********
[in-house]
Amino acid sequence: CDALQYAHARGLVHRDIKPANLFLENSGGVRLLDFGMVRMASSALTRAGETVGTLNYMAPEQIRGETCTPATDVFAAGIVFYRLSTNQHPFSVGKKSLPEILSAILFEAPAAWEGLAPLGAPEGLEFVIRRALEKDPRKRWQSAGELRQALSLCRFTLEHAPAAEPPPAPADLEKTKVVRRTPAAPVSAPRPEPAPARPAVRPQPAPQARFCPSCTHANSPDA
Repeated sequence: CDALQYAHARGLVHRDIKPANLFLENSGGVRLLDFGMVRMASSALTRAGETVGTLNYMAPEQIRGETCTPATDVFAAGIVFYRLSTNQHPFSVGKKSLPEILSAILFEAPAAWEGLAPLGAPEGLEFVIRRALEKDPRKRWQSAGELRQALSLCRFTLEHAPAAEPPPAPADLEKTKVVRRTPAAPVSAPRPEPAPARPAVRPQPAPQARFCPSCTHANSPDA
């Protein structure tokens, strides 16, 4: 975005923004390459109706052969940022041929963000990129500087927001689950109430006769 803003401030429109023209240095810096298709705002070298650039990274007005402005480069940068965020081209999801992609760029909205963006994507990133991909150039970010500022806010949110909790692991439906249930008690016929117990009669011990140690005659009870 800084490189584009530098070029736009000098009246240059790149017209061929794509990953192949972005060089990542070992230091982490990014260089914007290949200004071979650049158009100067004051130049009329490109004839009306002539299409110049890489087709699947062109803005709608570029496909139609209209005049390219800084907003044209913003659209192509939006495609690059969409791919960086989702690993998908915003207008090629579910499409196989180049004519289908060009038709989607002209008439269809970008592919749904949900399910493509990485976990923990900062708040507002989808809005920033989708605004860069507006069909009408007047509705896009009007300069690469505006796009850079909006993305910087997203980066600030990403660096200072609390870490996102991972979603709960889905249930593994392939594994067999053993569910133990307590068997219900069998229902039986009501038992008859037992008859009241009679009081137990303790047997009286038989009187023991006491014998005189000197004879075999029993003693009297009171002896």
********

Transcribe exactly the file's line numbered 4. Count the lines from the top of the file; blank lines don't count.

């Protein structure tokens, strides 16, 4: 975005923004390459109706052969940022041929963000990129500087927001689950109430006769 803003401030429109023209240095810096298709705002070298650039990274007005402005480069940068965020081209999801992609760029909205963006994507990133991909150039970010500022806010949110909790692991439906249930008690016929117990009669011990140690005659009870 800084490189584009530098070029736009000098009246240059790149017209061929794509990953192949972005060089990542070992230091982490990014260089914007290949200004071979650049158009100067004051130049009329490109004839009306002539299409110049890489087709699947062109803005709608570029496909139609209209005049390219800084907003044209913003659209192509939006495609690059969409791919960086989702690993998908915003207008090629579910499409196989180049004519289908060009038709989607002209008439269809970008592919749904949900399910493509990485976990923990900062708040507002989808809005920033989708605004860069507006069909009408007047509705896009009007300069690469505006796009850079909006993305910087997203980066600030990403660096200072609390870490996102991972979603709960889905249930593994392939594994067999053993569910133990307590068997219900069998229902039986009501038992008859037992008859009241009679009081137990303790047997009286038989009187023991006491014998005189000197004879075999029993003693009297009171002896």